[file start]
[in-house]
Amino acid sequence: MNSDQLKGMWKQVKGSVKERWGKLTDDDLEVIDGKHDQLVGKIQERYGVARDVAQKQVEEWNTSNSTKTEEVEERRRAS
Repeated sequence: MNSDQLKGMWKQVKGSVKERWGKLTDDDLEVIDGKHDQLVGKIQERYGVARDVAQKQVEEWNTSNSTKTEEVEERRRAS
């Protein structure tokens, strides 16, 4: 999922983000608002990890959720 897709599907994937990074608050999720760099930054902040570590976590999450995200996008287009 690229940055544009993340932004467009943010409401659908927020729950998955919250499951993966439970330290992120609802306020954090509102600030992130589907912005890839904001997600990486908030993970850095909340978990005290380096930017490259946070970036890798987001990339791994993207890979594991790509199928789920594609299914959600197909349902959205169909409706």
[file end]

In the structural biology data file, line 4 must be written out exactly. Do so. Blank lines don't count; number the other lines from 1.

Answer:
């Protein structure tokens, strides 16, 4: 999922983000608002990890959720 897709599907994937990074608050999720760099930054902040570590976590999450995200996008287009 690229940055544009993340932004467009943010409401659908927020729950998955919250499951993966439970330290992120609802306020954090509102600030992130589907912005890839904001997600990486908030993970850095909340978990005290380096930017490259946070970036890798987001990339791994993207890979594991790509199928789920594609299914959600197909349902959205169909409706």